Where the prudent might balk at sending top-of-the-line high definition cameras to steam in jungles, drown in oceans and freeze in the Arctic, the BBC committed itself to the four-year project of preserving images of the world. Though patient (the crew infamously spent three weeks in a bunker to record just one bird of paradise mating dance), the project was born of paranoia. Bear witness to the icebergs now, or risk finding only ice cubes. Though the project avoids playing doomsayer, by existing, it’s political. To watch the majesty of a shark snapping up a seal, or a panoramic time lapse of a field of trees blooming in spring and crumbling in winter, is to be struck by the fragility of life. Our responsibility to protect this ecosystem underscores every image; watching is submission to our call of duty.
Yet, Earth feels compromised where Planet Earth wasn’t. The footage is the same, with some sequences expanded. But it gloams onto the emotions like a tipsy co-worker getting too personal at an office party. Fans of the series knew David Attenborough’s U.K. narration was a cut above Sigourney Weaver’s. The words were the same, but the images needed an impersonal sheen; Weaver was fine, but too warm—she was the earth mother guiding our empathy. James Earl Jones, the narrator here, tends to a grandfatherly good humor. But by holding back, Attenborough made us reach out. The series’ signature moment was a sequence tracking a starving male polar bear across the sea to a pack of walruses—his last shot at a meal. Weakened, the predator pawed at their backs. They huddled, they panicked. And we realized we no longer knew who to root for: Death was at stalemate. In those desperate moments, we were struck by the brutal trade-off of existence, and it reflected back on our own approach to life. Who was our last meal? Whose labor got it to us? Neutrality—not opinion—provokes.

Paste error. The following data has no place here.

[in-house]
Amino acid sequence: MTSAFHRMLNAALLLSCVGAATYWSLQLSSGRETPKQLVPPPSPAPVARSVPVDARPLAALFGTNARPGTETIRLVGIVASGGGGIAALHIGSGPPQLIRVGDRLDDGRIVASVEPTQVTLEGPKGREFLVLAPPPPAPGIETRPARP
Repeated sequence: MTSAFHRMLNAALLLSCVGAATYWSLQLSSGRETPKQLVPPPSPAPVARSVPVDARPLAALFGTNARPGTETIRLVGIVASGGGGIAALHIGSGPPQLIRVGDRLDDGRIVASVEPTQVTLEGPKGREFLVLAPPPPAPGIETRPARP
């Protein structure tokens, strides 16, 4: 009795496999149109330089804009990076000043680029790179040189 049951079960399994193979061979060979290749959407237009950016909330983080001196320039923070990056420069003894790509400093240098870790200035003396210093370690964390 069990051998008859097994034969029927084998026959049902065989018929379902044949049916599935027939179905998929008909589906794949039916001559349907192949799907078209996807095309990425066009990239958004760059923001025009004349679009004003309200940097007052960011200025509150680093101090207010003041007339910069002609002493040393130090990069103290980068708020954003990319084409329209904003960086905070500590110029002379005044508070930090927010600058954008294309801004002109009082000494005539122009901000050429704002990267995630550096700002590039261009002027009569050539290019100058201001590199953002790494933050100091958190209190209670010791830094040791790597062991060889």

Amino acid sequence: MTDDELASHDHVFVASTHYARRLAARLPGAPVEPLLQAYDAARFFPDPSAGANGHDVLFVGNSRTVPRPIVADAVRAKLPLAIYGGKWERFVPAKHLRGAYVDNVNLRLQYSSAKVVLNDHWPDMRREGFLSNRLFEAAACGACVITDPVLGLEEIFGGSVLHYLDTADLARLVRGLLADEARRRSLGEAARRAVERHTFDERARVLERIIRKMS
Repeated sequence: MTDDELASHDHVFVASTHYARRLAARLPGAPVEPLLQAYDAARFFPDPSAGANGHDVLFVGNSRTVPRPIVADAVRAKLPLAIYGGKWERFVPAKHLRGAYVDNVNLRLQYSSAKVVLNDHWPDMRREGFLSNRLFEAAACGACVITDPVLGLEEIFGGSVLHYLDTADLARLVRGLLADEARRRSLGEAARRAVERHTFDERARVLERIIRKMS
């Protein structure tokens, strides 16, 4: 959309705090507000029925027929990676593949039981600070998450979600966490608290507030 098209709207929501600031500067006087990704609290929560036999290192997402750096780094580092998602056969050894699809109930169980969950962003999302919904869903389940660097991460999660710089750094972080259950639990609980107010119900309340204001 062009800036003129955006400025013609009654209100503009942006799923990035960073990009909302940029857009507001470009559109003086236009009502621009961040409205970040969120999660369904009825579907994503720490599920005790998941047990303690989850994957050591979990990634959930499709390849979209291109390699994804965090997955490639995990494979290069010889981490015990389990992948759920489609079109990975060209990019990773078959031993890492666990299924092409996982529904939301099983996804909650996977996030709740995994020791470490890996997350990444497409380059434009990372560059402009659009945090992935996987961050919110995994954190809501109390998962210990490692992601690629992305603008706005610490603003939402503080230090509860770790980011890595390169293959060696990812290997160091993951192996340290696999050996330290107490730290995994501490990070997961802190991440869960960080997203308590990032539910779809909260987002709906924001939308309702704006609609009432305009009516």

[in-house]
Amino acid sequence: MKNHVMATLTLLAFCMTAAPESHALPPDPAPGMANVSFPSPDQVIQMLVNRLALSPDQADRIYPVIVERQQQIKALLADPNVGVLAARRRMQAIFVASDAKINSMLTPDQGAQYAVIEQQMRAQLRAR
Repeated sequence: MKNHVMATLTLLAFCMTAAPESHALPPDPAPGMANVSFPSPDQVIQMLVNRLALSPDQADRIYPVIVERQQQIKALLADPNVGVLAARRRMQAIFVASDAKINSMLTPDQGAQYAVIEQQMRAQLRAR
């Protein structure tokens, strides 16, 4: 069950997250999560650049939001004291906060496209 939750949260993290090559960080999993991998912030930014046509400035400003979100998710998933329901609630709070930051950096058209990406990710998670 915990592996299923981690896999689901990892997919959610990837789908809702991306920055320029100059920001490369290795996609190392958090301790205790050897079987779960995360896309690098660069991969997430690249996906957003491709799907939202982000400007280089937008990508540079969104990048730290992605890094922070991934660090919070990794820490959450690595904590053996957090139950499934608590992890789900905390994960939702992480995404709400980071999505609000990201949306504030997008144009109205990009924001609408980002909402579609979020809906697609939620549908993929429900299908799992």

Earth isn’t neutral, and there are two choices at fault. Writer-directors Alastair Fothergill and Mark Linfield—both men deserving of accolades—were convinced that audiences needed a smaller approach to the planet. Instead of presenting us the world, they offer three migrating families—polar bears, humpback whales and African elephants. In giving us families, they’ve given us cloying anthropomorphism. Where Attenborough once intoned about “a female and her pup,” we have “a mom and her daughter.” Animals are now “shes” and “hes”—their lives made suburban personal, and therefore smaller. Could this be the sticky hand of Disney? It turns the starving polar bear into a “dad,” though we never see him with his alleged cubs, and in nature, his species (like most) follows a parental model best illustrated by the Brothers Grimm. If we’re meant to care even more about his predicament, then it throws off the moral balance of his duel with the walruses, and if he fails, we’re strapped with the guilt that those two cubs, I mean “kids,” across the ice are now—gasp!—orphans.
I hope Earth makes a mint. It deserves to, if only to encourage more grand projects. But if you’ve seen the original show and just want to see it bigger, I recommend you take a cue from Pink Floyd and bring headphones cued to Dark Side of the Moon—so much the better to bliss out on beauty. (Amy Nicholson)